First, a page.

l Crisis of confidence. The low popularity of Mr Tung and some of his key officials is becoming a problem. The government is widely seen as out of touch, and the political inexperience of officials is beginning to show (as was the case in the recent Lexus-gate scandal, in which the financial secretary, Antony Leung, failed to reveal that he had bought a new luxury car shortly before introducing a sharp hike in vehicle first-registration taxes in his 2003/04 budget). The new accountability system of appointed officials introduced in 2002 with the aim of bringing greater administrative responsiveness appears to have made senior officials more accountable to no one except Mr Tung. The administration is developing a reputation for stumbling from one crisis to the next.
l Uncertain future role. Hong Kong's lack of confidence in its ability to negotiate the next few years will worsen as a result of SARS, but this merely underlines continuing anxiety over the territory's long-term prospects. This is fuelled in particular by concerns that Hong Kong's status as a logistics and financial services hub for China may be eclipsed.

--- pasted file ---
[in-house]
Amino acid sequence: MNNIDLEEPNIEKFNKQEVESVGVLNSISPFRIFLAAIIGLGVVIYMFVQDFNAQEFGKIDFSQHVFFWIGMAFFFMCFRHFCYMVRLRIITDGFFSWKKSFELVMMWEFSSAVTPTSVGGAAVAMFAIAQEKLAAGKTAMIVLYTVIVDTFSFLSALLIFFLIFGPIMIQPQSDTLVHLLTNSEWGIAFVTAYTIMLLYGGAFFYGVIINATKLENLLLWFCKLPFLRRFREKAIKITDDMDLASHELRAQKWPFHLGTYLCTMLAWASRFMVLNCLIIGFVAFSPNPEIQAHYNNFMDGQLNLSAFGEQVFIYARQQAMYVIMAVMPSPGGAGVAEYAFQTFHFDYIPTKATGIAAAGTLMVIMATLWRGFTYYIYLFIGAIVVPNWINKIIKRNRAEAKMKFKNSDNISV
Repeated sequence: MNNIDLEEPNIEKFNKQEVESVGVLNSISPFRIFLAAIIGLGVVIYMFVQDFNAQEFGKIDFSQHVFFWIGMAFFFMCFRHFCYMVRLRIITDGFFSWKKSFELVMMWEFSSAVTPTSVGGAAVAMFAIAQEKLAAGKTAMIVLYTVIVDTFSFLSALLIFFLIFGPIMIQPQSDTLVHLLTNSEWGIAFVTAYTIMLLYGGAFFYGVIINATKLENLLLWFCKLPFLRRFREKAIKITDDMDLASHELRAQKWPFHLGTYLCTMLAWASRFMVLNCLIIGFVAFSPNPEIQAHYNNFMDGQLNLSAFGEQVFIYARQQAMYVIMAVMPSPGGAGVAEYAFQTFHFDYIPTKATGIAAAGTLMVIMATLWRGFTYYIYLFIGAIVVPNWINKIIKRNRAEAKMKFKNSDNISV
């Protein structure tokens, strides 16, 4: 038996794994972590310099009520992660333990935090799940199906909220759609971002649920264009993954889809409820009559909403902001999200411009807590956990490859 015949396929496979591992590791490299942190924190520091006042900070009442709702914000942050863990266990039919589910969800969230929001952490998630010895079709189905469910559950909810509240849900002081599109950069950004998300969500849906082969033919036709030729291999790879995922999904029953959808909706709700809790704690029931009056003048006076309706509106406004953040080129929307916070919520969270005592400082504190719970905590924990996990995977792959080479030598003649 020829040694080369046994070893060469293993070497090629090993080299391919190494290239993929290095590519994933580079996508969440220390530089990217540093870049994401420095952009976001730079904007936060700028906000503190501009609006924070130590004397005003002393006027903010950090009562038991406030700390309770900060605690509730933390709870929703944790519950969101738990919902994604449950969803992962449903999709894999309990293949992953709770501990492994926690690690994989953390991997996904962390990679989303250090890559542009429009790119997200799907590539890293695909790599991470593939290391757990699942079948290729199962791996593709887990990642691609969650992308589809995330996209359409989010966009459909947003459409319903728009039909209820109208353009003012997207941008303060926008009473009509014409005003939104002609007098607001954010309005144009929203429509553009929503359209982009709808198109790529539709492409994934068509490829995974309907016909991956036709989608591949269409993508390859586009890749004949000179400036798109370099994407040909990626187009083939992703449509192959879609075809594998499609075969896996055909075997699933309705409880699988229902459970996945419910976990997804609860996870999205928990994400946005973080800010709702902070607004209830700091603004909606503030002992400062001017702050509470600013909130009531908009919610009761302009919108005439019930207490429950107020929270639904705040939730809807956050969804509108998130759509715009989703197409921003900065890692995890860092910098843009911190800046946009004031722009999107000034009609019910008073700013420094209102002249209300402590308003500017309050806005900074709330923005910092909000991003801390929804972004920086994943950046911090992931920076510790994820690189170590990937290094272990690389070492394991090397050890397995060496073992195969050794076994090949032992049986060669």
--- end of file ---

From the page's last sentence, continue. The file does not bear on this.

Since Hong Kong's return to Chinese sovereignty in 1997, it has endured two recessions while China has continued to boom; this had led to growing questions as to where Hong Kong's future lies, especially as improvements in south China's ports and infrastructure threaten the role of its harbour and Shanghai 's financial clout continues to grow. Although such fears are overblown nowhere in China is close to rivalling Hong Kong's international services skills, and Shanghai will not emerge as an international financial rival at least within this decade the pervasiveness of such fears may undermine external confidence in Hong Kong.